You spend a lot of time researching. And hoping. Hoping something will add up. Hoping the symptoms will come together and make sense. 

I spend time teaching. Teaching the language of pain. Hoping he will understand and be able to start telling me. And knowing how hard it is to teach your child the different types of pain. And silently crying on the inside when he does tell you the pain he's in. Knowing every day he's having pounding headaches or it feels like a sharp knife as he tells you. 

Then you call doctors. You research. You try to put the pieces together. Treatment begins and you hold your breath. You hope it's the right thing. But you prepare for if it's not. 

Sometimes you have to protect your child instead of being able to hug and kiss them. This may be one of the hardest things. When my job just becomes protecting and keeping him from hurting himself because the pain inside himself is too great, I often weep at night for the choices we must make. And I just want to hug him and tell him it will be okay and I will make it better. Nothing breaks your heart more than watching them suffer and know you are helpless, other than to try to calm and keep searching for answers.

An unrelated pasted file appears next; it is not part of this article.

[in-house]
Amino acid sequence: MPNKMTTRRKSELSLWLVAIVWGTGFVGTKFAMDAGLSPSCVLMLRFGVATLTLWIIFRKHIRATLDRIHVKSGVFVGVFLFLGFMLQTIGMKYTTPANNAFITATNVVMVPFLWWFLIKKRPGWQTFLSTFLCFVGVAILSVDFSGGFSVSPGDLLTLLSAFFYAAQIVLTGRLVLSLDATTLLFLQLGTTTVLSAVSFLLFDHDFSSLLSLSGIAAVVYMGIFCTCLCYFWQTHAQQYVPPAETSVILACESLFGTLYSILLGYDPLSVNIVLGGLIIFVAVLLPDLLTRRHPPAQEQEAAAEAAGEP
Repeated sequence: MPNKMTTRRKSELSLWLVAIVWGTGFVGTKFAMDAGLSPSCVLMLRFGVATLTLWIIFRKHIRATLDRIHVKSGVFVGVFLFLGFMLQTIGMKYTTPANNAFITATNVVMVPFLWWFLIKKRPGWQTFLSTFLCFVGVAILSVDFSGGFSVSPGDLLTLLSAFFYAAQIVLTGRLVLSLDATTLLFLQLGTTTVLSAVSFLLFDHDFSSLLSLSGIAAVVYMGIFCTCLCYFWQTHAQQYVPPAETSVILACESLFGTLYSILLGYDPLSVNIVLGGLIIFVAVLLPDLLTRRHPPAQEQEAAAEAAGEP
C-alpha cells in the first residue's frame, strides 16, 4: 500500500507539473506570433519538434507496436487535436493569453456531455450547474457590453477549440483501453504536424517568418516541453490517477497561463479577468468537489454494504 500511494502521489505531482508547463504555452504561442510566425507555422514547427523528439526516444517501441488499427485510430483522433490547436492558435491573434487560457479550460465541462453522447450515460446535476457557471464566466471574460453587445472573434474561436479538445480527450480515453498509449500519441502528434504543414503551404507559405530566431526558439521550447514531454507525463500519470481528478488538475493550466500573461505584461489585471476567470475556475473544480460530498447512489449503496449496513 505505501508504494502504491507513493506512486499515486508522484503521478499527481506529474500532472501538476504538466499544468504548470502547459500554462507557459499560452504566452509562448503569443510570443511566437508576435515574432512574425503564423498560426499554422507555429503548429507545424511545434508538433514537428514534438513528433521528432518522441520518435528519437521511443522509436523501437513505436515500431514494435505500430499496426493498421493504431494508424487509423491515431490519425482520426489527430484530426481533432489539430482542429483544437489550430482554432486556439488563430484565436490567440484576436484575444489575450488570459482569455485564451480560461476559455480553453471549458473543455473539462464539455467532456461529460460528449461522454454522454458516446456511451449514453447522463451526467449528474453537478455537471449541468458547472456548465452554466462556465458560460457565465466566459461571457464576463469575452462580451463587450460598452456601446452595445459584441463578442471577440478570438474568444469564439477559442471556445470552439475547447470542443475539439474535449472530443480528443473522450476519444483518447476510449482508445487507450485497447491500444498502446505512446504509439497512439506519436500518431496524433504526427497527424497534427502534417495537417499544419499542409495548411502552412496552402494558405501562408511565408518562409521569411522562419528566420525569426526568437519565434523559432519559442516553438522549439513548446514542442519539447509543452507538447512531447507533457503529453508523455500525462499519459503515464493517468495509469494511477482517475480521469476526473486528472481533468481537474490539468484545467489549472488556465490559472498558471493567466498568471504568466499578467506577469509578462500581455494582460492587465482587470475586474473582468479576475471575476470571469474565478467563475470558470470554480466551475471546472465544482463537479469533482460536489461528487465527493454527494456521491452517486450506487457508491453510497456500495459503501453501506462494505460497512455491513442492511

It's one thing to be medically fragile, it's another thing to then not be able to tell you the symptoms. Everything is locked up inside their body and you have to play a behavior detective to figure out what the symptoms are and what the cause of those symptoms are. It's a vicious circle. Through it all, you hold your breath. More than anything you love. You love harder than most people can imagine because you never know what the next moment will bring. Will I have the dimple smile and tears of happiness or will I have the cries of pain? Nothing in this world prepares you for the agony inside your heart and the hope that your child will be free of pain and back to health. But to also realize this cycle will not end anytime soon.